The PRs explained that they cannot distinguish easily between a paper written by a native speaker and one written by a NNSE and edited by a professional editing service, especially because many native speakers also use editing services: “not all good scientists are good writers, regardless of whether they are working in their native language or not, and there is no shame in using an editing or proofreading service” (Geraldine).
Nevertheless, Sara recounted a situation where she could clearly tell that the paper had received editing by Uni-Edit: “I could see where the authors had made changes after the professional English editor had edited the paper, or possibly rejected the English editor’s changes, because there were places where the English was good and flowed well, and then suddenly I would be brought up short by a strange or awkward phrasing, or something that didn’t quite make sense.” Thus, if the author has the paper edited by a professional editing service, makes amendments, and fails to have the paper proofread again before submitting the paper to the journal, the mistakes are likely to be more obvious to the PR.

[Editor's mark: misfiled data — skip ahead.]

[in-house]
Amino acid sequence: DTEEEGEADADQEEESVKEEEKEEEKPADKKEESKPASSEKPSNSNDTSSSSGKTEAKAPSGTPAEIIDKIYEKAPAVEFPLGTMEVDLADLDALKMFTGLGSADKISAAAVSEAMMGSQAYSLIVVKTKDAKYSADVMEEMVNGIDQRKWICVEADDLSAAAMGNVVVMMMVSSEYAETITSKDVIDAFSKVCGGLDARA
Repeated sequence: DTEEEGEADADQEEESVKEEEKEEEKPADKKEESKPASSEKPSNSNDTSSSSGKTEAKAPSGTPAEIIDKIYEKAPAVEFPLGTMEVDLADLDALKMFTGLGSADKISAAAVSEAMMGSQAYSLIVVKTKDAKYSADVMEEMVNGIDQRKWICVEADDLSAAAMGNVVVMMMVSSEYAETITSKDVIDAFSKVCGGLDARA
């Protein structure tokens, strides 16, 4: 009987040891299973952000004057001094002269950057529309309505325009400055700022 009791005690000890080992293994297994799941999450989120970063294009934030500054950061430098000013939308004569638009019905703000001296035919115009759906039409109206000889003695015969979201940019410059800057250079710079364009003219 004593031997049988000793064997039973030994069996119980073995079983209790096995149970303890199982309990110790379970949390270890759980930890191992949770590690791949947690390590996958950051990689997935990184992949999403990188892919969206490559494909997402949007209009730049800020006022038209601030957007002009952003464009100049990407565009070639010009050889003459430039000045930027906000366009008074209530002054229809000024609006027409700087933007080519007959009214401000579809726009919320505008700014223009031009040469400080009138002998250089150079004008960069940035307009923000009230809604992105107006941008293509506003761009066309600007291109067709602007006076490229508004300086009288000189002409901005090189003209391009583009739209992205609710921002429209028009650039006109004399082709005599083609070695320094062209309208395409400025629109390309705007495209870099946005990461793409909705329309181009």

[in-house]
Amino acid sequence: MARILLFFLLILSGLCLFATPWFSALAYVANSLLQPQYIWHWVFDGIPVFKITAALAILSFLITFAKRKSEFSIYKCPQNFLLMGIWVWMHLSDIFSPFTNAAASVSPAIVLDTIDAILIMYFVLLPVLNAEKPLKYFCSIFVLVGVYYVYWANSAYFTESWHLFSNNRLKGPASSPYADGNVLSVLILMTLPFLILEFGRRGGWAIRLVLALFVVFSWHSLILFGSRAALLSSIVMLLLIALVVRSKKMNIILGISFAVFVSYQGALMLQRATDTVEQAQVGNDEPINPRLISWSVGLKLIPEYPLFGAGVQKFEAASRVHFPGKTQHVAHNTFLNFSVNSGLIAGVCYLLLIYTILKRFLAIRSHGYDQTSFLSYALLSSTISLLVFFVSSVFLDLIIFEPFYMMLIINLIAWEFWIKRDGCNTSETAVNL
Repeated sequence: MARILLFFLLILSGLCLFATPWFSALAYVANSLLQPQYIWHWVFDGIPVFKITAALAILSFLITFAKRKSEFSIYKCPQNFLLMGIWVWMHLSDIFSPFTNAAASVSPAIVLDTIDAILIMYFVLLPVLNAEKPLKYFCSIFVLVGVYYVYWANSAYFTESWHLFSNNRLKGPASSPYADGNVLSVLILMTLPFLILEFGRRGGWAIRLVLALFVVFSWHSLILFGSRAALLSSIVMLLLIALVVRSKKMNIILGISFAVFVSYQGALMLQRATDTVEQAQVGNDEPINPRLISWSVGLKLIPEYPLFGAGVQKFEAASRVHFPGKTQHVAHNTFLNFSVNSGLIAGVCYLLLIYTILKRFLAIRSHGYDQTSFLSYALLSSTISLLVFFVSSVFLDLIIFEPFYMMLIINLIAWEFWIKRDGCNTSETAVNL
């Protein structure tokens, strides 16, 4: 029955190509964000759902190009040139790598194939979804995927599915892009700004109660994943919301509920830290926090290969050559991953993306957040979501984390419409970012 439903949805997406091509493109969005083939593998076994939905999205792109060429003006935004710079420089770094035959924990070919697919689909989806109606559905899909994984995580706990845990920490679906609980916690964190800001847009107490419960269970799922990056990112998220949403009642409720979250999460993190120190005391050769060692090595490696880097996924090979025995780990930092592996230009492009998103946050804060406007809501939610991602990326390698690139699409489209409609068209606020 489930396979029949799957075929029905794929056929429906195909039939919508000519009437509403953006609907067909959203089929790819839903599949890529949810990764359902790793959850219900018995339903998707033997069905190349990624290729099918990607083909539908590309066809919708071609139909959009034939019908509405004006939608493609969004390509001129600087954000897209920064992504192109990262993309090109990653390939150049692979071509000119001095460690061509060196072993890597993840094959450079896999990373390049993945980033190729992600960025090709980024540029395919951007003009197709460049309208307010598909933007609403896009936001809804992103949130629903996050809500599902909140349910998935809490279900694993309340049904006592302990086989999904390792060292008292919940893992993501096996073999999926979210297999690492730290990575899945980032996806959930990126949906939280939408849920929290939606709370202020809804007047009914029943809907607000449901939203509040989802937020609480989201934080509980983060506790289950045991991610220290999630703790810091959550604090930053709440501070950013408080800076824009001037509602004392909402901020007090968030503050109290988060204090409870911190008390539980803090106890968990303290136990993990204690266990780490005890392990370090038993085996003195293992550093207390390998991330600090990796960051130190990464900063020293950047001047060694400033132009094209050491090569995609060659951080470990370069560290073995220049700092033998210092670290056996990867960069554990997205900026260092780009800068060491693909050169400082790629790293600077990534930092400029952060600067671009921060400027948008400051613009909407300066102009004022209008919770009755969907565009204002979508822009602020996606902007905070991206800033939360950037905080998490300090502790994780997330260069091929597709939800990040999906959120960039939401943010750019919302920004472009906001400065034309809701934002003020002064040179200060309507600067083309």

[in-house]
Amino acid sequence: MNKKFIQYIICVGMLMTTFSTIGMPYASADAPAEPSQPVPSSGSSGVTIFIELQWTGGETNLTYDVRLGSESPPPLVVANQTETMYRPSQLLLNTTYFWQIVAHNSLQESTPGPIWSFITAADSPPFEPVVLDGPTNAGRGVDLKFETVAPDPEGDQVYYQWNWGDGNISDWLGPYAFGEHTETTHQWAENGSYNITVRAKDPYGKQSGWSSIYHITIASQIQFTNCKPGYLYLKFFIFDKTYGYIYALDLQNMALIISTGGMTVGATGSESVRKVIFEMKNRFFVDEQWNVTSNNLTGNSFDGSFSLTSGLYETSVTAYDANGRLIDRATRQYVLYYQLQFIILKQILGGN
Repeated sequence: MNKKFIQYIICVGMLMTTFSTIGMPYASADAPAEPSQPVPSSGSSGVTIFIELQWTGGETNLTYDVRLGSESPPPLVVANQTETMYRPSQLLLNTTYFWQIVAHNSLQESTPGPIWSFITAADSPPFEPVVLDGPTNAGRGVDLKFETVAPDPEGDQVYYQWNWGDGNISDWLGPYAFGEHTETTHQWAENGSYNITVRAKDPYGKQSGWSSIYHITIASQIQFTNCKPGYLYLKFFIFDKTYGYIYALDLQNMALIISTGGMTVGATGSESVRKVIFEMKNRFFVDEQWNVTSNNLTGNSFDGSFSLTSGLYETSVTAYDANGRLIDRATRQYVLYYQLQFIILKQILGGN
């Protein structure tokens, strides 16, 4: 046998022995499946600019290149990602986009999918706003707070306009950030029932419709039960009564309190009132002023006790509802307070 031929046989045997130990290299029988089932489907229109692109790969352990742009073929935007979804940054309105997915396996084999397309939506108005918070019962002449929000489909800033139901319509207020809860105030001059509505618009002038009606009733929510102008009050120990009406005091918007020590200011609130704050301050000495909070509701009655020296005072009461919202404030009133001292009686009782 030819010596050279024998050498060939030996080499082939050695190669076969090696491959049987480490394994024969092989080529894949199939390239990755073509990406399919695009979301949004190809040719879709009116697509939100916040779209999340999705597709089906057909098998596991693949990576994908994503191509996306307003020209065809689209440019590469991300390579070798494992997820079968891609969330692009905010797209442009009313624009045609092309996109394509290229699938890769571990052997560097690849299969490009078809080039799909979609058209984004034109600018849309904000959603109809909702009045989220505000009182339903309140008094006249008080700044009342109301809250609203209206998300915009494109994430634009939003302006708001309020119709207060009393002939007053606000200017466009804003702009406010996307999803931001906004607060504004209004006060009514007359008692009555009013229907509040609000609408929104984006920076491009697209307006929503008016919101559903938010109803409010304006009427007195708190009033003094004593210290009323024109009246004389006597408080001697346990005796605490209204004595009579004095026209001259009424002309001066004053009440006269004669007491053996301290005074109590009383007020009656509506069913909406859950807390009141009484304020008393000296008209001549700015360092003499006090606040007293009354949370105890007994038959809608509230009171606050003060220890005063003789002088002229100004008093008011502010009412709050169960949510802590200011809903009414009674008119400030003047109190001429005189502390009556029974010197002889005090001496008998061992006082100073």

However, the PRs agreed that there is a chance that having the English corrected might also unmask bad science: “If the science is bad, then the science is bad. Poor English won’t hide it” (Judith), and conversely, “Good English will not mask bad science either” (Geraldine). Judith sometimes edits a part of the paper to show the essentialness of having it edited by a native speaker, and Geraldine will make suggestions for grammatical revisions in her reviews, but she doesn’t usually edit a whole section of a paper for an author.